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Own or Rent? and Mallory, Mallory, Mallory

Wednesday, Jan 26 2000
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Own or Rent?
No, unrest in the Mission is not over. In fact, a few days ago an unsigned communiqué, addressed only to SF Weekly, somehow ended up on our desk.

"Hey Mission renters," it began. "Ever wondered what a $600,000 condo looks like inside? Or who's buying them and driving up rents? Or how sleazy the people selling them appear? Well, come on over to San Jose and Elizabeth Sunday afternoon from 1 to 4 for a 'New Luxury Condo' open house!"

As if the idea of getting a firsthand look at this kind of real estate weren't enough inducement, at least for Dog Bites, the photocopied flier also promised "See: Steely-eyed SUV drivers parking right on the sidewalks, unable to cope with not finding a big space right out front! Frantic Yuppie moms telling their folks that it's perfectly safe here because they can drive safely from their garage to valet parking at their favorite Valencia Street restaurants! Pale 20-something net millionaires clutching their cell phones -- they may have stock options, but they'll need to call for help if they so much as blow a fuse! Plus: optional betting pool on the timing and severity of the next recession."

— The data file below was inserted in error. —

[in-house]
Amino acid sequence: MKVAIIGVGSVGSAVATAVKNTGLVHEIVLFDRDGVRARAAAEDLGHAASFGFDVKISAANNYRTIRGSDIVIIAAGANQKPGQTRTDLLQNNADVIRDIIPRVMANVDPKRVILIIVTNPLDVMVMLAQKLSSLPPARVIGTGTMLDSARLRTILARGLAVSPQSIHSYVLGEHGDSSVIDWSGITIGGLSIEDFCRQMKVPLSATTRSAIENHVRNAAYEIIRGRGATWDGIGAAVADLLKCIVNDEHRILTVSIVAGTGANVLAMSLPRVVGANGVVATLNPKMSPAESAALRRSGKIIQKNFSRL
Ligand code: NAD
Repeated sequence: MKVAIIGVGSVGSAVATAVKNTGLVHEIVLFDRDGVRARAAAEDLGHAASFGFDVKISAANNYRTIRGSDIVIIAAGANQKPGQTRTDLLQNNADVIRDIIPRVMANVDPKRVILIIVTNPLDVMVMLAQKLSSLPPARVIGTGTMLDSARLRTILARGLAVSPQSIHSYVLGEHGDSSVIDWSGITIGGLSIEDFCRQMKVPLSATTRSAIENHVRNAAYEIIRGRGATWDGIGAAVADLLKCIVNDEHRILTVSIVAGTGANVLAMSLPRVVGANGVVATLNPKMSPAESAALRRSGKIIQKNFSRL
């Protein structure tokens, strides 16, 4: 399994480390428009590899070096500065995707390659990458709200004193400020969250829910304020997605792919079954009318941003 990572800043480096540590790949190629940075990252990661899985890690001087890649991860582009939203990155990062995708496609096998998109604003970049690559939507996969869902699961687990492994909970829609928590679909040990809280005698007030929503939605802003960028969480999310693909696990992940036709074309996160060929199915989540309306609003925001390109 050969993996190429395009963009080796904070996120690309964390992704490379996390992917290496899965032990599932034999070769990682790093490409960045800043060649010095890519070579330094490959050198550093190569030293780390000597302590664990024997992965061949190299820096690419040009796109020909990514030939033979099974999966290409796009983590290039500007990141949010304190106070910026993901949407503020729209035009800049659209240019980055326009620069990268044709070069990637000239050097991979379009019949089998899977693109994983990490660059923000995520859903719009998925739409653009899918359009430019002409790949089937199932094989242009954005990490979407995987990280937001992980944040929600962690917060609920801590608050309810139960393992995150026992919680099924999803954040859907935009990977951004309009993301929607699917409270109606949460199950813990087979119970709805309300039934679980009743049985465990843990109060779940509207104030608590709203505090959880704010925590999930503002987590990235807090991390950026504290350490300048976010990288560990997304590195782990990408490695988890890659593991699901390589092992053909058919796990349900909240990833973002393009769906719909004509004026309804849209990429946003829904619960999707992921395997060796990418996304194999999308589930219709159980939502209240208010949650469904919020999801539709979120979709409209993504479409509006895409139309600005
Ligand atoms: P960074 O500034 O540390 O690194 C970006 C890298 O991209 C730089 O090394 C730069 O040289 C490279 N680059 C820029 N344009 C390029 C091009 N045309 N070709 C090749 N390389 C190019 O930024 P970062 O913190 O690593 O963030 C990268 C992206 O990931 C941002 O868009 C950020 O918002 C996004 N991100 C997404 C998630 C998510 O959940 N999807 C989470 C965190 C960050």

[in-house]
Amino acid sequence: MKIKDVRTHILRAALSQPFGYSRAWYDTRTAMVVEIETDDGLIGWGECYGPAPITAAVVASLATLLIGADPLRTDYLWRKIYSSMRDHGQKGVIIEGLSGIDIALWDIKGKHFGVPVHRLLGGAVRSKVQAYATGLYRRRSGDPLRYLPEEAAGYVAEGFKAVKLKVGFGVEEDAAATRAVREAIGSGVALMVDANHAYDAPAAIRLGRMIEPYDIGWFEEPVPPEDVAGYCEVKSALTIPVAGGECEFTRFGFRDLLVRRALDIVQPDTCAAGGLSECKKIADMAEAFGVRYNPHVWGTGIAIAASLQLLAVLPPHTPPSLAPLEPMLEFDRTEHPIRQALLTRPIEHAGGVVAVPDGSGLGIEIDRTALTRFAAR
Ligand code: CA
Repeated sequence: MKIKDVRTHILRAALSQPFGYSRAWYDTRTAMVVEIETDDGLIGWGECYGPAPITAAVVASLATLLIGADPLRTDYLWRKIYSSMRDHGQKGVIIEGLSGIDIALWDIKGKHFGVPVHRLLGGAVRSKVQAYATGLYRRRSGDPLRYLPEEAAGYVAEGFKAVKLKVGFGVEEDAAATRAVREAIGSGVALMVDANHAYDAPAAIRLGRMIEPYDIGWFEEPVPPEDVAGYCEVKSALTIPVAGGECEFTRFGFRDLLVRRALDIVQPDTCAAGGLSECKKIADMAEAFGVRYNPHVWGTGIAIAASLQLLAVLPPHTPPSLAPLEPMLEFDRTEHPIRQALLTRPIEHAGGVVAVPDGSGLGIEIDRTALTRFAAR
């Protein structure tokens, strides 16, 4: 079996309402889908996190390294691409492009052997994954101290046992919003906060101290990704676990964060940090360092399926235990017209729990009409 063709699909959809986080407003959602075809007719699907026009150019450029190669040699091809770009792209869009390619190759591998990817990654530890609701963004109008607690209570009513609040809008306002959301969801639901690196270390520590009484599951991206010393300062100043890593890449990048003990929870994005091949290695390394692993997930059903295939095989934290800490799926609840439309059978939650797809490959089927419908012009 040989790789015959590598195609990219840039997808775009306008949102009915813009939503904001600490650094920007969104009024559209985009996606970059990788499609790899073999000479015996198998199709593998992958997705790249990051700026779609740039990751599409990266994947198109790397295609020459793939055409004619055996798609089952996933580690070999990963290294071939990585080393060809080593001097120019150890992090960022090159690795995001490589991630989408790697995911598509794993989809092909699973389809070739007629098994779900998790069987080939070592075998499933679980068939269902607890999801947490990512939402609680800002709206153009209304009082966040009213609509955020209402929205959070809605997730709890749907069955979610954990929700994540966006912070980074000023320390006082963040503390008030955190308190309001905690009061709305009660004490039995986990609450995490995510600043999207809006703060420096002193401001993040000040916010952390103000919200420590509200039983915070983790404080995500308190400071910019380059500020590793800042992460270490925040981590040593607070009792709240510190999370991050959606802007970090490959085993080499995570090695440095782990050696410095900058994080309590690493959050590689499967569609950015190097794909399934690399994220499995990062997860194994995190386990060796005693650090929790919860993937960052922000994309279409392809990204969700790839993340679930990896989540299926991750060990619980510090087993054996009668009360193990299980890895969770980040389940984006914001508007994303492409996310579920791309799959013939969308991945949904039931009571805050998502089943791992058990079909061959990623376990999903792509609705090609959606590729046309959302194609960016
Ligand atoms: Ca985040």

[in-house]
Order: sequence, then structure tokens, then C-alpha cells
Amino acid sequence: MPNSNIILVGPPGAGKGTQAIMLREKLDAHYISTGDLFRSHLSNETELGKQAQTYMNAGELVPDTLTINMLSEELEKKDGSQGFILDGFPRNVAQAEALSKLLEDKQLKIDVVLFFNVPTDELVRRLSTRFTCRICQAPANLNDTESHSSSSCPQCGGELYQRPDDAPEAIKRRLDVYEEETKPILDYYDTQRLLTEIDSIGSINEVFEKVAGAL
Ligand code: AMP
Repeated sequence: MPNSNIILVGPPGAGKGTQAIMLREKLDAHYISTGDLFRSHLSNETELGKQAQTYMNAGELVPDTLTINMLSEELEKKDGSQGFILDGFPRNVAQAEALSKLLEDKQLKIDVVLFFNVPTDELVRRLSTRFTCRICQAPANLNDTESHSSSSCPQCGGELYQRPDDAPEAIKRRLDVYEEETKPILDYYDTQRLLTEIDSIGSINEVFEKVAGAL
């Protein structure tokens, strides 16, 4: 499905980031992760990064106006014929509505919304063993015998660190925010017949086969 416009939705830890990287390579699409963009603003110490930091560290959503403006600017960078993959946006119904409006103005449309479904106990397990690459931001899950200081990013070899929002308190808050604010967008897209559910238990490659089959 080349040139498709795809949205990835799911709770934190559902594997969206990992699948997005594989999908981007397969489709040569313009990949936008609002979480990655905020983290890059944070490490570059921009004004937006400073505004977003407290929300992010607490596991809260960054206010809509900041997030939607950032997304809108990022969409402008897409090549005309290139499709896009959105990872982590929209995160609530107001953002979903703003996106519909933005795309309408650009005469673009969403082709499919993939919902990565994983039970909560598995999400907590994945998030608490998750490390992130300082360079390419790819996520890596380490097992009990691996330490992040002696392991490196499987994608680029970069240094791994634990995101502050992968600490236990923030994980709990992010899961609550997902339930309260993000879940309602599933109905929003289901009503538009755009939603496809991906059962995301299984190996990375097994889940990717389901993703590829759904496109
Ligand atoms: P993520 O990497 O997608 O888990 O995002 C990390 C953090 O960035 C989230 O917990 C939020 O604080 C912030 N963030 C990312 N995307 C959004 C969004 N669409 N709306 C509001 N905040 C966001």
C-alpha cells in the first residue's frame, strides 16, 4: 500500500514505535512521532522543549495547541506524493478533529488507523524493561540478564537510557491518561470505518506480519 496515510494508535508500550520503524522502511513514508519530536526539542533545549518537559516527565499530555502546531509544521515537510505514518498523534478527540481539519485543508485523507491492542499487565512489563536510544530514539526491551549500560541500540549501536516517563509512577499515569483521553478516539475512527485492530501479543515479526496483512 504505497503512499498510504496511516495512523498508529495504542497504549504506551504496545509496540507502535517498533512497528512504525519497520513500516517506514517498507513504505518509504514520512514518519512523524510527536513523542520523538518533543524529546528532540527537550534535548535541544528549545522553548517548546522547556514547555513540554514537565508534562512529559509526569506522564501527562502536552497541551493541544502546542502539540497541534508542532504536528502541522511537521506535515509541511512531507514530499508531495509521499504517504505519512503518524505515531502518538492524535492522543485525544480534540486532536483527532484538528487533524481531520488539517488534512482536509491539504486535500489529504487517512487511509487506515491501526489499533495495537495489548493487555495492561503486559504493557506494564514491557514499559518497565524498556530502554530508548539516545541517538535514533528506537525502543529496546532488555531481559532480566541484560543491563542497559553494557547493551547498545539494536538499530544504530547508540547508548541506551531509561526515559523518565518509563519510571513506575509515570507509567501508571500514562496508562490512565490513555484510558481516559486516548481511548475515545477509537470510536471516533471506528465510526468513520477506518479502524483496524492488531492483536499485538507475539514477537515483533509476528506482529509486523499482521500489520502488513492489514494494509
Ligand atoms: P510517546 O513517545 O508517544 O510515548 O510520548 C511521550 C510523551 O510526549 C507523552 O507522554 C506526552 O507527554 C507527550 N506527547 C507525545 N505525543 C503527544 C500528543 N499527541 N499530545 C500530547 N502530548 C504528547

Well, there was no way we were missing this. Dog Bites persuaded a former escort to accompany us. He's been looking for a new place, so his weekends are a succession of appointments with various potential landlords and roommates; we thought a glimpse into the lifestyles of the rich and mortgaged might make a nice change for him.

We were running late, though, and after we'd found parking at 25th and Capp -- the heart of the Mission's uh, vibrant underground economy, where the escort had plans to look at a room in an apartment -- we discovered we'd missed him by minutes. The current tenant, standing in a drift of mail and fliers in the hallway of a small flat, let us use a phone in the damp-smelling front room to call our escort on his cell phone; it turned out he was only a few blocks away. "That place?" he said, when he heard where we were. "Nah, the guy's nice, but it's a dump." We arranged to meet at the site of the putative open house in five minutes.

Street by street, signs of change were evident: scaffolding around an old house getting a new front porch and large new windows; new condo projects tucked between aging apartment blocks, their parking lots surrounded by high iron fences. Over at Elizabeth and San Jose -- an unprepossessing intersection, especially in a driving rainstorm -- our escort, who'd promised to pose as our yuppie fiance if it became necessary to make small talk with the agent, had already tried pressing a couple of door buzzers.